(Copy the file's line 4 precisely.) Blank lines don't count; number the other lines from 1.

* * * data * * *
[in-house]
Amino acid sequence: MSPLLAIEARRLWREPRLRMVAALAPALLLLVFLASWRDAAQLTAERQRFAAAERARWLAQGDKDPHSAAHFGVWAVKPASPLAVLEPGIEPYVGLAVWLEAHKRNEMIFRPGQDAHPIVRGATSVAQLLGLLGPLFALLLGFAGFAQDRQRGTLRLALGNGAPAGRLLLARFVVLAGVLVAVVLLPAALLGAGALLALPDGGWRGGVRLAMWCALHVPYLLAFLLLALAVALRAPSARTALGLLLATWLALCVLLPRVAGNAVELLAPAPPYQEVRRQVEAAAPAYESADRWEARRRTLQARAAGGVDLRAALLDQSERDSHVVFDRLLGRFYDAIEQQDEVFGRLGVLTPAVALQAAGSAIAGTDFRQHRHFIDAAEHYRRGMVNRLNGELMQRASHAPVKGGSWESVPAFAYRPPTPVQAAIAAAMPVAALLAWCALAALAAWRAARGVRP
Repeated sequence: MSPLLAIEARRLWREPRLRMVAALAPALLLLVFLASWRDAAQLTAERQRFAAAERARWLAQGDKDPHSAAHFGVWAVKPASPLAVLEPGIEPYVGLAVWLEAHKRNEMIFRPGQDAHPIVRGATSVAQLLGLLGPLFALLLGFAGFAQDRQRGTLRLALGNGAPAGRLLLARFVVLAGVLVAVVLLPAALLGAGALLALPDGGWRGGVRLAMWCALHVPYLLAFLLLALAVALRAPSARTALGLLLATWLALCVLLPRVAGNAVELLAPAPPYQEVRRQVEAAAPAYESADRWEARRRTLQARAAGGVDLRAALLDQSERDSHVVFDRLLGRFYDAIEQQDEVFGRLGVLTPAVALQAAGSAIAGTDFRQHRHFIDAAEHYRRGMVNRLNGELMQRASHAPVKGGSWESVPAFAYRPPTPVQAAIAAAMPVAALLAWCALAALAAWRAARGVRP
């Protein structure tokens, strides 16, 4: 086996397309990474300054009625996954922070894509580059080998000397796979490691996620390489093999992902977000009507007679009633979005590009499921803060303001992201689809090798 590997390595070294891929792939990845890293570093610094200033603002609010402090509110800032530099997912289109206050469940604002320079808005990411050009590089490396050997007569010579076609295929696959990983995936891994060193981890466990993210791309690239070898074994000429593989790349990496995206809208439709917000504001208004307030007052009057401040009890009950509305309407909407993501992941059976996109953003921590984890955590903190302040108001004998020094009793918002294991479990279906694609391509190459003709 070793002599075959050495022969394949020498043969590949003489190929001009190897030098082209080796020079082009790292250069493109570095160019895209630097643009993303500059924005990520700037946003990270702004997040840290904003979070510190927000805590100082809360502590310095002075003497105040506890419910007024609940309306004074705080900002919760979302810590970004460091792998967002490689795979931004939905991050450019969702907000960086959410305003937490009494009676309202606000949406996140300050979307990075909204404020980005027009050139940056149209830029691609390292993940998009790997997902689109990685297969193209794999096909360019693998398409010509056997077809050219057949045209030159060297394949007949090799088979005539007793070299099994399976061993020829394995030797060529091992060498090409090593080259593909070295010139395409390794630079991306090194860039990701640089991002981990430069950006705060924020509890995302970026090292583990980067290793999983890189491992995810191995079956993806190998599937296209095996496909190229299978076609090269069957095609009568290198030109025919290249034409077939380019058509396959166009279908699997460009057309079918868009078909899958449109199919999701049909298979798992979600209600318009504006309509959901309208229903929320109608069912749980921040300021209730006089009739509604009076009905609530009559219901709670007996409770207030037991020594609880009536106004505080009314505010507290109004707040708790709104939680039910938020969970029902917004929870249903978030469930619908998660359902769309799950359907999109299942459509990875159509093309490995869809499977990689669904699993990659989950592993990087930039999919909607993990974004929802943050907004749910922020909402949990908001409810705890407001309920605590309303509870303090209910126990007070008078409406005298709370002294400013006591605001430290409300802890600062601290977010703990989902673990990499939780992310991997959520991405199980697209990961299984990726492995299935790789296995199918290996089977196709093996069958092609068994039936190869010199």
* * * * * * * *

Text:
């Protein structure tokens, strides 16, 4: 086996397309990474300054009625996954922070894509580059080998000397796979490691996620390489093999992902977000009507007679009633979005590009499921803060303001992201689809090798 590997390595070294891929792939990845890293570093610094200033603002609010402090509110800032530099997912289109206050469940604002320079808005990411050009590089490396050997007569010579076609295929696959990983995936891994060193981890466990993210791309690239070898074994000429593989790349990496995206809208439709917000504001208004307030007052009057401040009890009950509305309407909407993501992941059976996109953003921590984890955590903190302040108001004998020094009793918002294991479990279906694609391509190459003709 070793002599075959050495022969394949020498043969590949003489190929001009190897030098082209080796020079082009790292250069493109570095160019895209630097643009993303500059924005990520700037946003990270702004997040840290904003979070510190927000805590100082809360502590310095002075003497105040506890419910007024609940309306004074705080900002919760979302810590970004460091792998967002490689795979931004939905991050450019969702907000960086959410305003937490009494009676309202606000949406996140300050979307990075909204404020980005027009050139940056149209830029691609390292993940998009790997997902689109990685297969193209794999096909360019693998398409010509056997077809050219057949045209030159060297394949007949090799088979005539007793070299099994399976061993020829394995030797060529091992060498090409090593080259593909070295010139395409390794630079991306090194860039990701640089991002981990430069950006705060924020509890995302970026090292583990980067290793999983890189491992995810191995079956993806190998599937296209095996496909190229299978076609090269069957095609009568290198030109025919290249034409077939380019058509396959166009279908699997460009057309079918868009078909899958449109199919999701049909298979798992979600209600318009504006309509959901309208229903929320109608069912749980921040300021209730006089009739509604009076009905609530009559219901709670007996409770207030037991020594609880009536106004505080009314505010507290109004707040708790709104939680039910938020969970029902917004929870249903978030469930619908998660359902769309799950359907999109299942459509990875159509093309490995869809499977990689669904699993990659989950592993990087930039999919909607993990974004929802943050907004749910922020909402949990908001409810705890407001309920605590309303509870303090209910126990007070008078409406005298709370002294400013006591605001430290409300802890600062601290977010703990989902673990990499939780992310991997959520991405199980697209990961299984990726492995299935790789296995199918290996089977196709093996069958092609068994039936190869010199």